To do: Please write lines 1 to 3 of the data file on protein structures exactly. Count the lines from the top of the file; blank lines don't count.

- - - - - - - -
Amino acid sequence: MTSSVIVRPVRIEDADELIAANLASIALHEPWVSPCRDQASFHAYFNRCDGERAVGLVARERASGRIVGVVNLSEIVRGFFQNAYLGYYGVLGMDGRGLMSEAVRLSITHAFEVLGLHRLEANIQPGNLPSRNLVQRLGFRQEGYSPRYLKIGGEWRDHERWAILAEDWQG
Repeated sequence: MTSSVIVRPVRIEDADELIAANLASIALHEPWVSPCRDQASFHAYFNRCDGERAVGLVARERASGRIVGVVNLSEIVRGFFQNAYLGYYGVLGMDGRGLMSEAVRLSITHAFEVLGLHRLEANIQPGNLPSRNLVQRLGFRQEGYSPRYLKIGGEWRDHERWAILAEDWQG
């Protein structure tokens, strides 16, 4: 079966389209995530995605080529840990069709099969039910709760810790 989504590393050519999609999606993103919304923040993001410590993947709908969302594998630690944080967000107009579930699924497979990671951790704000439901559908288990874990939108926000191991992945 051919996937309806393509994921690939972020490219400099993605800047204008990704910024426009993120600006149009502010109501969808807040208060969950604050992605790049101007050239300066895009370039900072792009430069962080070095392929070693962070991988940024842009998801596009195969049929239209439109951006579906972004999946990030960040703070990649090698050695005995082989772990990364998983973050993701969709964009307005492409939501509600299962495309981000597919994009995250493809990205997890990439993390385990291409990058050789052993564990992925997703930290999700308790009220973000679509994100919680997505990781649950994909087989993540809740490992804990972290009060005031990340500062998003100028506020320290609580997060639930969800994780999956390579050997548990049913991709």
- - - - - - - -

Amino acid sequence: MTSSVIVRPVRIEDADELIAANLASIALHEPWVSPCRDQASFHAYFNRCDGERAVGLVARERASGRIVGVVNLSEIVRGFFQNAYLGYYGVLGMDGRGLMSEAVRLSITHAFEVLGLHRLEANIQPGNLPSRNLVQRLGFRQEGYSPRYLKIGGEWRDHERWAILAEDWQG
Repeated sequence: MTSSVIVRPVRIEDADELIAANLASIALHEPWVSPCRDQASFHAYFNRCDGERAVGLVARERASGRIVGVVNLSEIVRGFFQNAYLGYYGVLGMDGRGLMSEAVRLSITHAFEVLGLHRLEANIQPGNLPSRNLVQRLGFRQEGYSPRYLKIGGEWRDHERWAILAEDWQG
């Protein structure tokens, strides 16, 4: 079966389209995530995605080529840990069709099969039910709760810790 989504590393050519999609999606993103919304923040993001410590993947709908969302594998630690944080967000107009579930699924497979990671951790704000439901559908288990874990939108926000191991992945 051919996937309806393509994921690939972020490219400099993605800047204008990704910024426009993120600006149009502010109501969808807040208060969950604050992605790049101007050239300066895009370039900072792009430069962080070095392929070693962070991988940024842009998801596009195969049929239209439109951006579906972004999946990030960040703070990649090698050695005995082989772990990364998983973050993701969709964009307005492409939501509600299962495309981000597919994009995250493809990205997890990439993390385990291409990058050789052993564990992925997703930290999700308790009220973000679509994100919680997505990781649950994909087989993540809740490992804990972290009060005031990340500062998003100028506020320290609580997060639930969800994780999956390579050997548990049913991709």